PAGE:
My husband and I have 2 semi trucks on the road. The business of disappearing ink on the receipts is worse than ridiculous. The receipts can fade to nothing before you get them into a folder or binder! Copy them? Scan them? You are kidding right.

Too bad spraying them with something won’t bring the ink back.

Ah! Lynn, I too learned the hard way. I highlighted the dates on the reciepts so I could quickly find it. Soon I could find nothing but the highlighter.

Debra

Posted by: Debra on September 27, 2007 at 4:58 PM

After finding this discussion, I went looking for scanners. I found one that the guys could carry in the trucks. Can anyone give any insight on how the IRS might feel about these documents?

It is really frustrating to have your tax deductions fade away :-)

TIA
Debra

Posted by: Debra on September 28, 2007 at 12:03 PM

Businesses use thermal receipts because the only supply is paper. The printers are small requiring very little counter space, and they are very fast.

There are thermal papers that are coated so as not to fade nearly as quickly, but they are more expensive. We live in a highly competitive business climate, where most big box businesses believe that Americans won’t pay the extra .02 per receipt to get a non-fading version.

I run a retail business, and we still use laser receipts, that don’t fade. Yes the printer is bigger and slower, the receipts are bigger, but they don’t fade, and the paper doesn’t self destruct.

Posted by: N Jung on December 6, 2007 at 11:52 AM

WOW! Now I am really upset. The IRS is auditing me and I have diligently kept every receipt for the last 20 years just for this day. Thinking I was going to blow the IRS out of the water with my ironclad evidence, I went to go through my receipts. SURPRIZE! They are all faded out. 7 out of 10 of them are completely white. Others are partially faded in critical areas. I have kept my receipts in airtight containers in the dark (Attic). After reading through this discussion, I now see that this is a common problem that every business owner faces. Aside from the fact that I have wasted years of my life storing useless pieces of blank paper and am going to lose the battle with the IRS, what I am really mad about is that nothing has been done about this problem on the national level. In my opinion, it is a criminal act for a store to give you a receipt that will fade knowing full well that the IRS views that receipt as a legal document that can be used as evidence in a court of law. Legal documents, by law, must be made of durable material. Just imagine if your birth certificate were made out that crappy material?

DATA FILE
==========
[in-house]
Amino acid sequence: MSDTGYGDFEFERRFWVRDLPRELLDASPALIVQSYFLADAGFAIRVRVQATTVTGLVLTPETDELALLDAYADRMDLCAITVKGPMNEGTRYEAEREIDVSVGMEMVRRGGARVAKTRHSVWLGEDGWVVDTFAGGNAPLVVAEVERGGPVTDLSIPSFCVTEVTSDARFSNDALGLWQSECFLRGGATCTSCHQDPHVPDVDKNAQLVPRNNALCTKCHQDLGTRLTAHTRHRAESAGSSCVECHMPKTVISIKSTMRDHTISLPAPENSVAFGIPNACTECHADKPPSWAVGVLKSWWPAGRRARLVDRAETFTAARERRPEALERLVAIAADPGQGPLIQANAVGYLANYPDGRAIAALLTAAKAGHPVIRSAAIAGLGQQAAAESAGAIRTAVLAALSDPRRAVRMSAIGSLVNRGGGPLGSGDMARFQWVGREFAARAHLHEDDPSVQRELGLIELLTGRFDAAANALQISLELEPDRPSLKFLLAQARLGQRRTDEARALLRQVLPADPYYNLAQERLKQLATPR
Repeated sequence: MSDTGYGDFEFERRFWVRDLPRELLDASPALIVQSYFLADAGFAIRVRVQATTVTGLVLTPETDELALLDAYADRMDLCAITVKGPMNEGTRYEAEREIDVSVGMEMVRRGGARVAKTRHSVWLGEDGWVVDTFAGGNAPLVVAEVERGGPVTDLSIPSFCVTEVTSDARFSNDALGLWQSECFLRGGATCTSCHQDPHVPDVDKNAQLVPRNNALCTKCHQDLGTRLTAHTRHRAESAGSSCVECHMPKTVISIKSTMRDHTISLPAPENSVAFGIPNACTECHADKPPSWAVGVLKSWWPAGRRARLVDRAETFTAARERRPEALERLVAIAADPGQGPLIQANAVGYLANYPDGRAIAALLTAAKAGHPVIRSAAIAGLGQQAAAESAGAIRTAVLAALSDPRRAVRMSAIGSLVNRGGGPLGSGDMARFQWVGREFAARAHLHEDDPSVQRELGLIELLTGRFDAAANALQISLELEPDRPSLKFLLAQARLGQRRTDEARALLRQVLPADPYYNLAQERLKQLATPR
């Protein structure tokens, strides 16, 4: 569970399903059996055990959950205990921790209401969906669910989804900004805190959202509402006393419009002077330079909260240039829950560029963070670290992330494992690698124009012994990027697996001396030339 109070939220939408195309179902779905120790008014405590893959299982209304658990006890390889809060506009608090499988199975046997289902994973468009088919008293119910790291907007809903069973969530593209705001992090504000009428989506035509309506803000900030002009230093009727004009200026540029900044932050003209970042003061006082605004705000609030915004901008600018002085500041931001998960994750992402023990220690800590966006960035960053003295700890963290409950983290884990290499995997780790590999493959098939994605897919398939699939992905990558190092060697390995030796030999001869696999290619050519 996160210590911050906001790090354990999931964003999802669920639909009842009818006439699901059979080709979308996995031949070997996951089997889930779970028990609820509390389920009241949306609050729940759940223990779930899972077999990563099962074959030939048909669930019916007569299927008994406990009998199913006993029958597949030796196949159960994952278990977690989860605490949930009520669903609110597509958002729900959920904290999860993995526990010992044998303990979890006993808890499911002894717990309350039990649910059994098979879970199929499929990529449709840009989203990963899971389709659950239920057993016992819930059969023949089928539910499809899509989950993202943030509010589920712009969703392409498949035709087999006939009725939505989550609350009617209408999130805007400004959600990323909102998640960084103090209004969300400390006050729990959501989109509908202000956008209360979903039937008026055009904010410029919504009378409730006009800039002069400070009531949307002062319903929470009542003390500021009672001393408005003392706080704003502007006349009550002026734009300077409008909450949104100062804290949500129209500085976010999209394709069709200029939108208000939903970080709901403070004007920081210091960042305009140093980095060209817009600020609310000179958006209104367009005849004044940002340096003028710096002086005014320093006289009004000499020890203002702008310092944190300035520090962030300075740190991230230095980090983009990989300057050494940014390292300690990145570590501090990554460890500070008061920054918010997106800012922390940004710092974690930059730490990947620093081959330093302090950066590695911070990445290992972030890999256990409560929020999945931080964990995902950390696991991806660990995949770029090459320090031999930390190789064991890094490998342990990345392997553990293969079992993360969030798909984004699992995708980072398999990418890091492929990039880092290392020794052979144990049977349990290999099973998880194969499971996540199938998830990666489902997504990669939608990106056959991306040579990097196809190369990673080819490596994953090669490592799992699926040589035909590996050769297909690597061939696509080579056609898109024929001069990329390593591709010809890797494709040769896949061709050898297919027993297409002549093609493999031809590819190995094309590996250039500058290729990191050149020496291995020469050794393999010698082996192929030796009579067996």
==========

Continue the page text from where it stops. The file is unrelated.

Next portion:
In a nutshell, we need to make it a law that as long as the IRS requires receipts as legal evidence for you to prove your expenses, stores should be required to issue receipts that are durable.

Posted by: Victor B on March 26, 2008 at 6:20 PM

Its a shame that only today i have read about faded receipts. In April this year i bought a bag from a pet shop in New Farm, when i got home i checked the receipt & found that i had been charged twice for the bag, but didnt pick it up at the time as i had bought several other items. I rang first thing on the next day & the owner/manager agreed that she had overcharged me & would refund ,but i had to go to the store in person, i asked for a cheque to be sent or a visa refund over the phone but neither of these were possible. I explained to the owner that i only went over that side of town very rarely & it would take some time before i could get there.She said not to worry she would remember & would refund any time i was able to get there.Two weeks ago i went to the pet shop, the owner manager had no recollection of the conversation ,unfortunately the receipt had faded almost completely apart from the word ‘Shop’ & the visa card receipt was for the total amount ( c $330-) not the individual amount of $85. Though she offered $40 credit out of good faith, i just dont think it is good enough.Visa card couldnt do anything as it was over the time limit for investigation.
Im sure C.S.I could have some way of getting the ink back to original!!
My advice is trust no one & get a written receipt !

Posted by: A.M.A on October 11, 2008 at 2:53 AM

I have the same problem with Home Depot receipts. I used some logic and tried a couple of experiments and I have found the solution! I put a receipt in the toaster oven and began baking it while I watched. After a short while the receipt began to turn black and all the information showed up clearly in white! Try it, but don’t let it go too long or it might ignite. Let me know your comments.